everything we can to prepare them Now we need favorable winds and a little luck It took the combined efforts of many people to bring this project to this stage The ultralight led flock from Necedah NWR will pass through Wisconsin Illinois Kentucky Tennessee Alabama and Georgia to reach the final destinations at St Marks and Chassahowitzka National Wildlife Refuges in Florida For the first time the new technology of our mobile CraneCam will allow us to take viewers along on the great adventure of a wild migration said Duff That experience will be enhanced with the introduction of OM s TrikeCam that will allow viewers to fly with us too The duration of the migration is completely dependent on weather It is unknown how long it will take the team to reach their final destination To help speed the migration and improve safety for the birds and the pilots a new route was developed last year that takes the team around the Appalachian Mountains rather than over them In addition to the 21 ultralight led birds biologists from the International Crane Foundation ICF and the Service reared nine whooping cranes at Necedah NWR The birds were released in the company of older cranes from whom the young birds will learn the migration route This is the fifth year WCEP has used this Direct Autumn Release method Whooping cranes that take part in the ultralight and Direct Autumn Release reintroductions are hatched at the U S Geological Survey s Patuxent Wildlife Research Center in Laurel Md and at the International Crane Foundation in Baraboo Wis Chicks are raised under a strict isolation protocol and to ensure the birds remain wild handlers adhere to a no talking rule and wear costumes designed to mask the human form Most of the reintroduced whooping cranes spend the summer in central Wisconsin where they use areas on the Necedah NWR as well as various state and private lands Reintroduced whooping cranes have also spent time in Minnesota Iowa Illinois Michigan and other upper Midwest states In the spring and fall project staff from ICF and the Service track and monitor the released cranes in an effort to learn as much as possible about their unassisted migrations and the habitat choices they make along the way The birds are monitored during the winter in Florida by WCEP project staff ICF and Service biologists continue to monitor the birds while they are in their summer locations The Whooping Crane Recovery Team has established a target number for this reintroduction Once there are at least 125 individuals including 25 breeding pairs migrating in this eastern corridor the population could be considered self sustaining With 77 birds now in the wild and another 30 soon to be released this project is well past the half way mark Whooping cranes were on the verge of extinction in the 1940s Today there are only about 500 birds in existence 350 of them in the wild Aside from the 77 Wisconsin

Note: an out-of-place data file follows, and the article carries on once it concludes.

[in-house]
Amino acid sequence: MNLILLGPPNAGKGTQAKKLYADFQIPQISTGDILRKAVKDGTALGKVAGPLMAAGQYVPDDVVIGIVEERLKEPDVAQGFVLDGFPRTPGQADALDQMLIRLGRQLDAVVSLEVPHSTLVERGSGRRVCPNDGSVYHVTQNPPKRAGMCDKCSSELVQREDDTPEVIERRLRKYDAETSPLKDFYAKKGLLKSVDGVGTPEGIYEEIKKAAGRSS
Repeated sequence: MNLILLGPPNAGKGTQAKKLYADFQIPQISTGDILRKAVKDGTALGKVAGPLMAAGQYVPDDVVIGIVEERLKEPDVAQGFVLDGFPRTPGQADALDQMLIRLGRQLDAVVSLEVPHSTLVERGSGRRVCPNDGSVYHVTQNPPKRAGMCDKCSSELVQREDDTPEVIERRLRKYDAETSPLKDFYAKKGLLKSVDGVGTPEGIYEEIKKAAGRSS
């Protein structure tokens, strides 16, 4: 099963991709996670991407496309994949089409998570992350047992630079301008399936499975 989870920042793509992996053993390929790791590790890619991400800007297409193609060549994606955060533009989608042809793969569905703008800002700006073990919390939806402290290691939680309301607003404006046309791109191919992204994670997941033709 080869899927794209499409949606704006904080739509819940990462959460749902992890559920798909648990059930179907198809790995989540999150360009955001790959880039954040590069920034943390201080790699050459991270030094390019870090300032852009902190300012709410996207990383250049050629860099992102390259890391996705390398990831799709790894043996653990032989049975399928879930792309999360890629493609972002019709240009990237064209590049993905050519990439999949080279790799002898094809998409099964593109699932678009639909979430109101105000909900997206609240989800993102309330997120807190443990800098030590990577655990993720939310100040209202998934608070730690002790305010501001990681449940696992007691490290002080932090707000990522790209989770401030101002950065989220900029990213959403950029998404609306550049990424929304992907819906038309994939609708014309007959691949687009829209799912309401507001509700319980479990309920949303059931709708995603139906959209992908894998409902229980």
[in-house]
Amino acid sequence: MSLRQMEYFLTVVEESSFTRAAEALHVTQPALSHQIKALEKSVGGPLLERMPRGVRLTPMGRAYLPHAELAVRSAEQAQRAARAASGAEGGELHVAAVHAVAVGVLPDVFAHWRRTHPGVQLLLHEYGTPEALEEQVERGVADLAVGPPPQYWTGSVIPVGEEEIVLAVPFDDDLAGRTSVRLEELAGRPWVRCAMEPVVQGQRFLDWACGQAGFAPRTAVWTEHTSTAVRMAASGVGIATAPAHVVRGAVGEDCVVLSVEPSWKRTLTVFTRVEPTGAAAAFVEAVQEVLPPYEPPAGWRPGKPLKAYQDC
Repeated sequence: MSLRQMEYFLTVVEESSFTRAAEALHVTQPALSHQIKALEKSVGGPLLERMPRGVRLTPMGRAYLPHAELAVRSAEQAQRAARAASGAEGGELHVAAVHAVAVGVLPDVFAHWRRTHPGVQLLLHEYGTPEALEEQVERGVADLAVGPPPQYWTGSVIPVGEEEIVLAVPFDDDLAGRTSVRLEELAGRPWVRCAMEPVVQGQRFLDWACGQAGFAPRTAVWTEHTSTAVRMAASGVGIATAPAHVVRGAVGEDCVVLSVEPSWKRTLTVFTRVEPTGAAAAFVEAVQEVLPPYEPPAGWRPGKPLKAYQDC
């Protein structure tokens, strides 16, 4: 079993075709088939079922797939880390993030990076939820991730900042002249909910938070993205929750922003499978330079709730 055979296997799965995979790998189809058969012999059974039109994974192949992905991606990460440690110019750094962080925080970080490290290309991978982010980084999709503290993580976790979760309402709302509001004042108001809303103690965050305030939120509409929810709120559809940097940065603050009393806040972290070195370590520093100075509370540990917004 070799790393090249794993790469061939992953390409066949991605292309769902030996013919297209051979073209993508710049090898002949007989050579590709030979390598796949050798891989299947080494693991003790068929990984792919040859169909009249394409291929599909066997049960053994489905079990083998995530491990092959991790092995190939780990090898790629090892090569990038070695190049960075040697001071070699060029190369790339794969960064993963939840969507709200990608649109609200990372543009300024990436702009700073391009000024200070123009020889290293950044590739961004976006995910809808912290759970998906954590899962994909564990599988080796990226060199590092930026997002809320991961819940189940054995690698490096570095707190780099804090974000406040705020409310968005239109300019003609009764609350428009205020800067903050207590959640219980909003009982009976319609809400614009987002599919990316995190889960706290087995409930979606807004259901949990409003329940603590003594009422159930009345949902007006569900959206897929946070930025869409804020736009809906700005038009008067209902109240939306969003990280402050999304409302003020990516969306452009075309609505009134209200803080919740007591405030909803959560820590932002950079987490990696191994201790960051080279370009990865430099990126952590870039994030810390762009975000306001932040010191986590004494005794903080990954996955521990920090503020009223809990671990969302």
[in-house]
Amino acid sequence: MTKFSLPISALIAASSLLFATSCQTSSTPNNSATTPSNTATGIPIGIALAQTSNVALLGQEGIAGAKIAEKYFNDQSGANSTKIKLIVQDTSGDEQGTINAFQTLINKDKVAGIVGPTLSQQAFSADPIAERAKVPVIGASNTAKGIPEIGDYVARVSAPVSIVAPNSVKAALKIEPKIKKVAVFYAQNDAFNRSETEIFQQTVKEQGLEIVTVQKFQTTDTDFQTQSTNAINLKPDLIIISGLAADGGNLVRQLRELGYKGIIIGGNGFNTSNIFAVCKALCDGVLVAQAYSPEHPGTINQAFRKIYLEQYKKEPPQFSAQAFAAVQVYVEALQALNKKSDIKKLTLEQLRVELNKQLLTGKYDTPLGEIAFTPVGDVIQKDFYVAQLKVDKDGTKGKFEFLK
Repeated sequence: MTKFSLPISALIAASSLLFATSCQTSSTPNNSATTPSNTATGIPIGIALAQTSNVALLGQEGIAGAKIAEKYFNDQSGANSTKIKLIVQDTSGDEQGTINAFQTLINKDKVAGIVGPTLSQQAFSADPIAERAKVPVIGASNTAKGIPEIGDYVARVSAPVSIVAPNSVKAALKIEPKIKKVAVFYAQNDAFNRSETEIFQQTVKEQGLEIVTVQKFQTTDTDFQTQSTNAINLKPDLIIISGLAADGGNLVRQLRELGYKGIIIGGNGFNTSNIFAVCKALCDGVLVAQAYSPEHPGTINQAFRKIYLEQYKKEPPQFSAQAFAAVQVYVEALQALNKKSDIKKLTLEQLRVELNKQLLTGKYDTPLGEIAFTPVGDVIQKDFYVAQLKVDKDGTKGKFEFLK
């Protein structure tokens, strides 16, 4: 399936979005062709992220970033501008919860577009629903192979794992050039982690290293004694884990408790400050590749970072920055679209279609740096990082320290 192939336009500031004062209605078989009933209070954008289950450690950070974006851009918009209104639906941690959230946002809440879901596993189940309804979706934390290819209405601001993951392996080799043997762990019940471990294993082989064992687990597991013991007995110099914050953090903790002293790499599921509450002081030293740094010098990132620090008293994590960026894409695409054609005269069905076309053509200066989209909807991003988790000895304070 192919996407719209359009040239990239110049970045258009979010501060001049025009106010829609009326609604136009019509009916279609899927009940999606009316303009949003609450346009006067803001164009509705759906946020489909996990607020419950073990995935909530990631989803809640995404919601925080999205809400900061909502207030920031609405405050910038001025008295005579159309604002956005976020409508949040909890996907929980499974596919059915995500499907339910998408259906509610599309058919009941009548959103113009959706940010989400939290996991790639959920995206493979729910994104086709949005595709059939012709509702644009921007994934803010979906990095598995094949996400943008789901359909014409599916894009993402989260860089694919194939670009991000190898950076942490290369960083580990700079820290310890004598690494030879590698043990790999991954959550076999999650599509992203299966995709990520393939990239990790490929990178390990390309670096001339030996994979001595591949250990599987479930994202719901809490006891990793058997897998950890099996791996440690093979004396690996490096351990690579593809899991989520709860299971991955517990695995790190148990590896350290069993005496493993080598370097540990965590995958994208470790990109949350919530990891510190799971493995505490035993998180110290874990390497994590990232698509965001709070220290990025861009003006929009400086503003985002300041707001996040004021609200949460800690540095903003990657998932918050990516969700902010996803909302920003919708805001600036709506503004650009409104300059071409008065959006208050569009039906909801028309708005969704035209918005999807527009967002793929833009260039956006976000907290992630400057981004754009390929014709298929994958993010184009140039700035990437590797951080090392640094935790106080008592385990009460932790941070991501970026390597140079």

Original URL path: http://www.bringbackthecranes.org/newsroom/2009/nr8October2009.html (2016-05-02)
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  • WCEP: Statement on Nesting Studies
    nests failed earlier this spring and five pairs renested Of those five pairs two pairs each hatched a chick Unfortunately neither of the chicks survived to fledging The nest abandonment pattern this spring is similar to what has been observed in previous years The Whooping Crane Eastern Partnership WCEP investigated the cause of the abandonments through analysis of data collected throughout the nesting period on crane behavior temperature food availability and black fly abundance and distribution 2009 nesting studies did not provide data that indicated whether black flies were causing the cranes to abandon incubation before eggs hatched However observers did note in some cases that the abundance of black flies near crane nests appears to be much higher than would be expected from levels monitored elsewhere in the refuge during the same time period The results of these studies are still being analyzed but are unlikely to result in conclusive evidence of causes of nest failure after only one study season Scientific experiments have greater power to reveal the causes of observed results when the size of the sample is large Due to the small number of nesting pairs it is difficult to draw valid conclusions about cause and

    Original URL path: http://www.bringbackthecranes.org/newsroom/2009/statementOct2009.html (2016-05-02)